Letter | Published:

Time–distance helioseismology

Nature volume 362, pages 430432 (01 April 1993) | Download Citation

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Abstract

THE application of seismology to the study of the solar interior1, 2(helioseismology) has advanced almost solely by the prediction and measurement of the Sun's frequencies of free oscillation, or normal modes. Direct measurement of the travel times and distances of individual acoustic waves—the predominant approach in terrestrial seismology3—would appear to be more difficult in view of the number and stochastic nature of solar seismic sources. Here, however, we show that it is possible to extract time-distance information from temporal cross-correlations of the intensity fluctuations on the solar surface. This approach opens the way for seismic studies of local solar phenomena, such as subsurface in homogeneities near sunspots, and should help to refine global models of the internal velocity stratification in the Sun.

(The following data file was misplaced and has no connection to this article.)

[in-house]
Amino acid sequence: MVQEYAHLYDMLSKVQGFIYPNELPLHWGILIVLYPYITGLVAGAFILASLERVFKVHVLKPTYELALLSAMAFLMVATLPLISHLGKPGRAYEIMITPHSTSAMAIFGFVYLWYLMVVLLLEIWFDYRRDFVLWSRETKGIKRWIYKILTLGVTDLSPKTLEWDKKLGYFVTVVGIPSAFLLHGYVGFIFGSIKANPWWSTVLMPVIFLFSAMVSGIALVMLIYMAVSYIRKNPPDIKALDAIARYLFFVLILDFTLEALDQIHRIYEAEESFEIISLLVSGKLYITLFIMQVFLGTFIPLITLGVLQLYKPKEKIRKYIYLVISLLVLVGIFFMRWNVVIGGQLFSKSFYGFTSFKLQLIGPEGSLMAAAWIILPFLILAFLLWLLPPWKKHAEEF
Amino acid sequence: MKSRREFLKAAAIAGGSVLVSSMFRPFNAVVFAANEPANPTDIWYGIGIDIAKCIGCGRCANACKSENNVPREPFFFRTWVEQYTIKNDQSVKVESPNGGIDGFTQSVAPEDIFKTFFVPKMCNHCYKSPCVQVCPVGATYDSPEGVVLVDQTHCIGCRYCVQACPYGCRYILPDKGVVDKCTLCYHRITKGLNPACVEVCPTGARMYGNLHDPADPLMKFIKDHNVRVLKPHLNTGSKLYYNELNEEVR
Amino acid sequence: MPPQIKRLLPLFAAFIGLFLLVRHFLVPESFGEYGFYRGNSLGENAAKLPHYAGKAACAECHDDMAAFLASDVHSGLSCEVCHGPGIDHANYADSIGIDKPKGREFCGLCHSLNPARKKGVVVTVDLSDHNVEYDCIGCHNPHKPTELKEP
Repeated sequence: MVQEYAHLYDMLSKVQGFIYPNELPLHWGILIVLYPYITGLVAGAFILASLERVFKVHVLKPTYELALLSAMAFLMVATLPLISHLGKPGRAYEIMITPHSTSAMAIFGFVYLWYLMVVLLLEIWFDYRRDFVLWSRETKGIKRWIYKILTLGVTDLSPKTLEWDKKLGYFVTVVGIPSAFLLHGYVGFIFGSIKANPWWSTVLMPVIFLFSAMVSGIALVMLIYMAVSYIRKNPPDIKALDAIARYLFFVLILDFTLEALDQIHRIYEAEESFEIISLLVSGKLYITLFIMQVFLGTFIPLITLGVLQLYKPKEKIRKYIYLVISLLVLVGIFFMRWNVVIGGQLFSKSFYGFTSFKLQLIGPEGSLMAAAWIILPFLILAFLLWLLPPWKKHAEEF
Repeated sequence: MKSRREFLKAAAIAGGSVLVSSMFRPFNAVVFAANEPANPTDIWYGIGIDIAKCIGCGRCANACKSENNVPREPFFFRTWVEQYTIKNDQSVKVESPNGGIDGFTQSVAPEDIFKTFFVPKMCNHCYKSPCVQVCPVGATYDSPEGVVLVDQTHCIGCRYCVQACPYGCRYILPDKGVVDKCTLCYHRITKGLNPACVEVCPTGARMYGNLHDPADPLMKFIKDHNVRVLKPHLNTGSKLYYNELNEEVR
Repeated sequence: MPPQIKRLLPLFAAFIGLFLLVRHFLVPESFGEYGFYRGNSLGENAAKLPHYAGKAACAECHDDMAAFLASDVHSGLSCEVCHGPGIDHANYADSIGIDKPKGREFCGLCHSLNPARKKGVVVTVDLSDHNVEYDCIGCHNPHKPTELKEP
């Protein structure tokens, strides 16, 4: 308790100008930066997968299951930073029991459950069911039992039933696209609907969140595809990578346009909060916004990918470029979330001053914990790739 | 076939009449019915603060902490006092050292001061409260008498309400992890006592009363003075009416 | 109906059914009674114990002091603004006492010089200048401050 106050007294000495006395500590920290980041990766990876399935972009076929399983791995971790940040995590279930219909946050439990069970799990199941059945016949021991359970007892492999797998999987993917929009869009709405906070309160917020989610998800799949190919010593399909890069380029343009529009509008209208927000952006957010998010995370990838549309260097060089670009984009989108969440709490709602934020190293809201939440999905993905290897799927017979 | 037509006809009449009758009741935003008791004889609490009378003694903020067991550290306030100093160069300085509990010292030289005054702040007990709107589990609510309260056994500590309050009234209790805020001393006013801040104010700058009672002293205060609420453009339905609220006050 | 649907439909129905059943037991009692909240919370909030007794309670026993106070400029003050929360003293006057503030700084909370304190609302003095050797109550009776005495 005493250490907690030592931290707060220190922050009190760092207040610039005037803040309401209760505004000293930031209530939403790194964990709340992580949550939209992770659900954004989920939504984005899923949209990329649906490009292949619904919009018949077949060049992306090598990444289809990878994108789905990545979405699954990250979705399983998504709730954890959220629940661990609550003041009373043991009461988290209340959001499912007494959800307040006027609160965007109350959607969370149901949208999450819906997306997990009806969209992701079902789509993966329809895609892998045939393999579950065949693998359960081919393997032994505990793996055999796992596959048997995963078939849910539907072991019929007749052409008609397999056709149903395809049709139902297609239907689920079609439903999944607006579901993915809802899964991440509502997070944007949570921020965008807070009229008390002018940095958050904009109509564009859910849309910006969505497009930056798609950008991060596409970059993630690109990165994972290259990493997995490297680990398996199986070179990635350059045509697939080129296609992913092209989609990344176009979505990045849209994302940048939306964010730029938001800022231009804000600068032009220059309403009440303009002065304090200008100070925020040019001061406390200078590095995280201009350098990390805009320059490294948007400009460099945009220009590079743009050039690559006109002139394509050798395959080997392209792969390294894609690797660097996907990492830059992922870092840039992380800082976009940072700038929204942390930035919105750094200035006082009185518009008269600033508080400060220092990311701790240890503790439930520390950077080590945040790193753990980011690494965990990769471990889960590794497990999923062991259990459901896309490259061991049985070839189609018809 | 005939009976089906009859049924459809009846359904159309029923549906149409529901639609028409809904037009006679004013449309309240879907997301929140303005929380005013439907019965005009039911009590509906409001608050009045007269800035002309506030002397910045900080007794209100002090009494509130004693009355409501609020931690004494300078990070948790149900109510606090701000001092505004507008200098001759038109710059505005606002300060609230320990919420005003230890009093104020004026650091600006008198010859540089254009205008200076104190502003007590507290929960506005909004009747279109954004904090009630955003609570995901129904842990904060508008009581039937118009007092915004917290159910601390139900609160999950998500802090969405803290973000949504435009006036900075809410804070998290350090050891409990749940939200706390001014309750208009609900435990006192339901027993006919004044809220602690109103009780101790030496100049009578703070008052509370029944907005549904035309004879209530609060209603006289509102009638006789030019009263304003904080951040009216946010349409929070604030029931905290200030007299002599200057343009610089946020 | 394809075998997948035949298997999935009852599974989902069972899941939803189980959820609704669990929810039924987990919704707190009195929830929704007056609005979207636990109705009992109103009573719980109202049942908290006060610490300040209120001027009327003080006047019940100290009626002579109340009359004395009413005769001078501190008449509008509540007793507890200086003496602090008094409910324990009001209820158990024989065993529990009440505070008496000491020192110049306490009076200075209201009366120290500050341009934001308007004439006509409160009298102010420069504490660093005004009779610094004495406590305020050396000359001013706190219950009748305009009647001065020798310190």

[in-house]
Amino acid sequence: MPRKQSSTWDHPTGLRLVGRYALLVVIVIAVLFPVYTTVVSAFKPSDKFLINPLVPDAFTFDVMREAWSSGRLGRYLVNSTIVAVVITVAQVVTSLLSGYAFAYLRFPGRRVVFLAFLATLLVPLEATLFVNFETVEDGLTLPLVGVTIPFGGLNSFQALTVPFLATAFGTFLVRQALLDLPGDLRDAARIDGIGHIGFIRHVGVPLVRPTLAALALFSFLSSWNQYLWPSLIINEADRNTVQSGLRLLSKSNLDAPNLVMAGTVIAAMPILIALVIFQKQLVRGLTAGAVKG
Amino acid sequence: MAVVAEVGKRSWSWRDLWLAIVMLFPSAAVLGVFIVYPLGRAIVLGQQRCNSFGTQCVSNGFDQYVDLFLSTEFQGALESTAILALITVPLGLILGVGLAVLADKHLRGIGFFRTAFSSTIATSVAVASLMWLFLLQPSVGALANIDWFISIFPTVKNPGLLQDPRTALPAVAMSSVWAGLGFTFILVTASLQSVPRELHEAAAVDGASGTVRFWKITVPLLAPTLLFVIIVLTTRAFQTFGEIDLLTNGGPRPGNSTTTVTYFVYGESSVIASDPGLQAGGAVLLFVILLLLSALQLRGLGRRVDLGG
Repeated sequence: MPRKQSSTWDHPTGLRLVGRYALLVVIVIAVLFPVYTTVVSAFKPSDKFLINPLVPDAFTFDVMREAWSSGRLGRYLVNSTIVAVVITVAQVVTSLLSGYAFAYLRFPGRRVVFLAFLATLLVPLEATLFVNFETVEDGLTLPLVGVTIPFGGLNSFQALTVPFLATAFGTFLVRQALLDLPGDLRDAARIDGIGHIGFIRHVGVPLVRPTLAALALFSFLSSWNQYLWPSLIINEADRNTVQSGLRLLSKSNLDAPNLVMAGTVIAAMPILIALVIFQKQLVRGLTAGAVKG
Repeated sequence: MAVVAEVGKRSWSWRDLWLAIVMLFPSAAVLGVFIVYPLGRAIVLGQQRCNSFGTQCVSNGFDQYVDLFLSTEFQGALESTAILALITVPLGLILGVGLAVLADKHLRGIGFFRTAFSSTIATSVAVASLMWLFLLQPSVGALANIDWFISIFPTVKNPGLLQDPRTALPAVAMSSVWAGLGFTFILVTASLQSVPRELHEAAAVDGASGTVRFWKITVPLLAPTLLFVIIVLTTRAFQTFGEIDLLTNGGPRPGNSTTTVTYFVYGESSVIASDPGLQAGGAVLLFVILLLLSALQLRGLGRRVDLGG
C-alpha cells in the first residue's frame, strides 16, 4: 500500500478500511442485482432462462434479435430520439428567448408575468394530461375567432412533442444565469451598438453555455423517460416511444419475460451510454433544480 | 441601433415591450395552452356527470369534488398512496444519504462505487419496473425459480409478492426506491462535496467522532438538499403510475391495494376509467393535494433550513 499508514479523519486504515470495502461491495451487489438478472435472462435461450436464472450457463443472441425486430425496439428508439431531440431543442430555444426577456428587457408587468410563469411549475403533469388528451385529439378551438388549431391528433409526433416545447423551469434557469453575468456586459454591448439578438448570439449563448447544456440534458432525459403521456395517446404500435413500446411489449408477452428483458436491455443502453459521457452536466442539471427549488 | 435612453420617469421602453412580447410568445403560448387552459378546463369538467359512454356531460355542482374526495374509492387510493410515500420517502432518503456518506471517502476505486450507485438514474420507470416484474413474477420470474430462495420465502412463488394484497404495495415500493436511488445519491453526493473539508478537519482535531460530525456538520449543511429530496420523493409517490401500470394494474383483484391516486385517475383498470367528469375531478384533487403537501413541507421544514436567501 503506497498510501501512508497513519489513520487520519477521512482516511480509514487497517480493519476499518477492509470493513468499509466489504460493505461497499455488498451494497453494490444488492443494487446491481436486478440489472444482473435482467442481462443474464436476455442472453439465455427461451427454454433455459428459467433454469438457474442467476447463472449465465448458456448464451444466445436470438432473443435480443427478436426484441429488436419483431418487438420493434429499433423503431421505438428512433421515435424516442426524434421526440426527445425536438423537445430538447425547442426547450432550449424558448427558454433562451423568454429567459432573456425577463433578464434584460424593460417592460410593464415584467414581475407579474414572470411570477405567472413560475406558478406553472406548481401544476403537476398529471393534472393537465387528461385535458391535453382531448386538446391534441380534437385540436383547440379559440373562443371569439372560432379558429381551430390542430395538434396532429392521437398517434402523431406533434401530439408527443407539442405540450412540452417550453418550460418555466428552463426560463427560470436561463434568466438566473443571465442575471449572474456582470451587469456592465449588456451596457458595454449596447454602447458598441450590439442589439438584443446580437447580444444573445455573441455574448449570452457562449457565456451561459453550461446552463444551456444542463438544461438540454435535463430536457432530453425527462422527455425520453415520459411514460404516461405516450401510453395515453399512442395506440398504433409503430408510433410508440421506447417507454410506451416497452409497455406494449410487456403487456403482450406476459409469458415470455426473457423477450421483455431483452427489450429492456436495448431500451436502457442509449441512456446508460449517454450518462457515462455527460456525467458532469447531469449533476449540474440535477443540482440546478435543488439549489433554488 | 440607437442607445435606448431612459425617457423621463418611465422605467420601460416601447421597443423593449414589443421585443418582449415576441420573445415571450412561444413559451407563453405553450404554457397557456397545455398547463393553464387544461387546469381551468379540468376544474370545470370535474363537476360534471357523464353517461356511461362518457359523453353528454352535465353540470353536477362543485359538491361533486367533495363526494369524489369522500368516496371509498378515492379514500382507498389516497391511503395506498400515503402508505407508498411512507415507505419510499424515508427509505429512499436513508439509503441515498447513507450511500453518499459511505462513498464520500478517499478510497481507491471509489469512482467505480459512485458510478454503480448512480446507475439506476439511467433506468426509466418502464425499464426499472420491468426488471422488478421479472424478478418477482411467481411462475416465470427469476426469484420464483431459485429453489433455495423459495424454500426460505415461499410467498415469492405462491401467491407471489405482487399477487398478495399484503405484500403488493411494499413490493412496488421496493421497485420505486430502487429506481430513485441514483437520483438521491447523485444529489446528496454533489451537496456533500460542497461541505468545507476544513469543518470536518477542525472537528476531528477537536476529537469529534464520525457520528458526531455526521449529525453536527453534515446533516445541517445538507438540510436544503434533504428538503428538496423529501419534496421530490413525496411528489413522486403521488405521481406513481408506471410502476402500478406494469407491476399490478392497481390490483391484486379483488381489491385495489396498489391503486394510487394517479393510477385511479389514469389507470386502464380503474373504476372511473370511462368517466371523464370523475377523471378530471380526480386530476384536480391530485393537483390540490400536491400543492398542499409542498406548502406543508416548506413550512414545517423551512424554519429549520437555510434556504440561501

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Author information

Affiliations

  1. Laboratory for Astronomy and Solar Physics, NASA/Goddard Space Flight Center, Greenbelt, Maryland 20771, USA

    • T. L. Duvall Jr
  2. Bartol Research Institute, University of Delaware, Newark, Delaware 19716, USA

    • S. M. Jeffferies
    •  & M. A. Pomerantz
  3. National Solar Observatory, National Optical Astronomy Observatories, PO Box 26732, Tucson, Arizona 85726, USA

    • J. W. Harvey

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https://doi.org/10.1038/362430a0

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